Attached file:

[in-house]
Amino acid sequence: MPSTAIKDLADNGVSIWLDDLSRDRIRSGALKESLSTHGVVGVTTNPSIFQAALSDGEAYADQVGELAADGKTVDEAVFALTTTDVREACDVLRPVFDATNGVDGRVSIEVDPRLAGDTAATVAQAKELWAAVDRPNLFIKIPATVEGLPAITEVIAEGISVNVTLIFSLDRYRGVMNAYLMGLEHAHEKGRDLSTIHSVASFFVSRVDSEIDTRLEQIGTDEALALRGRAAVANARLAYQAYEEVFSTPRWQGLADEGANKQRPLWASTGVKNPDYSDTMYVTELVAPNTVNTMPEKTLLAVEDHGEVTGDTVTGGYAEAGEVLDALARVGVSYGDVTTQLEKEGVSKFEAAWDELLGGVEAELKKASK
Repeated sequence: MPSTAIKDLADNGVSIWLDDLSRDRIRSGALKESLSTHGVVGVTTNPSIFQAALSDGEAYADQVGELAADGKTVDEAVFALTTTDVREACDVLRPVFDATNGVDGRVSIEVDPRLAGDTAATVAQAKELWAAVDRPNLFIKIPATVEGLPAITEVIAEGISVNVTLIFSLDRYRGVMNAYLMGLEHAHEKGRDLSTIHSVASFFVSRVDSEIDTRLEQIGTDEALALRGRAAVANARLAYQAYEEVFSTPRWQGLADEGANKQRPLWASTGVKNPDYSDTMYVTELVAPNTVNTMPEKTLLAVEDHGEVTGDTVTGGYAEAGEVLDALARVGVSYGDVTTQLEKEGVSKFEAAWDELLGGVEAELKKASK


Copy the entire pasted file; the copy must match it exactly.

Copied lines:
[in-house]
Amino acid sequence: MPSTAIKDLADNGVSIWLDDLSRDRIRSGALKESLSTHGVVGVTTNPSIFQAALSDGEAYADQVGELAADGKTVDEAVFALTTTDVREACDVLRPVFDATNGVDGRVSIEVDPRLAGDTAATVAQAKELWAAVDRPNLFIKIPATVEGLPAITEVIAEGISVNVTLIFSLDRYRGVMNAYLMGLEHAHEKGRDLSTIHSVASFFVSRVDSEIDTRLEQIGTDEALALRGRAAVANARLAYQAYEEVFSTPRWQGLADEGANKQRPLWASTGVKNPDYSDTMYVTELVAPNTVNTMPEKTLLAVEDHGEVTGDTVTGGYAEAGEVLDALARVGVSYGDVTTQLEKEGVSKFEAAWDELLGGVEAELKKASK
Repeated sequence: MPSTAIKDLADNGVSIWLDDLSRDRIRSGALKESLSTHGVVGVTTNPSIFQAALSDGEAYADQVGELAADGKTVDEAVFALTTTDVREACDVLRPVFDATNGVDGRVSIEVDPRLAGDTAATVAQAKELWAAVDRPNLFIKIPATVEGLPAITEVIAEGISVNVTLIFSLDRYRGVMNAYLMGLEHAHEKGRDLSTIHSVASFFVSRVDSEIDTRLEQIGTDEALALRGRAAVANARLAYQAYEEVFSTPRWQGLADEGANKQRPLWASTGVKNPDYSDTMYVTELVAPNTVNTMPEKTLLAVEDHGEVTGDTVTGGYAEAGEVLDALARVGVSYGDVTTQLEKEGVSKFEAAWDELLGGVEAELKKASK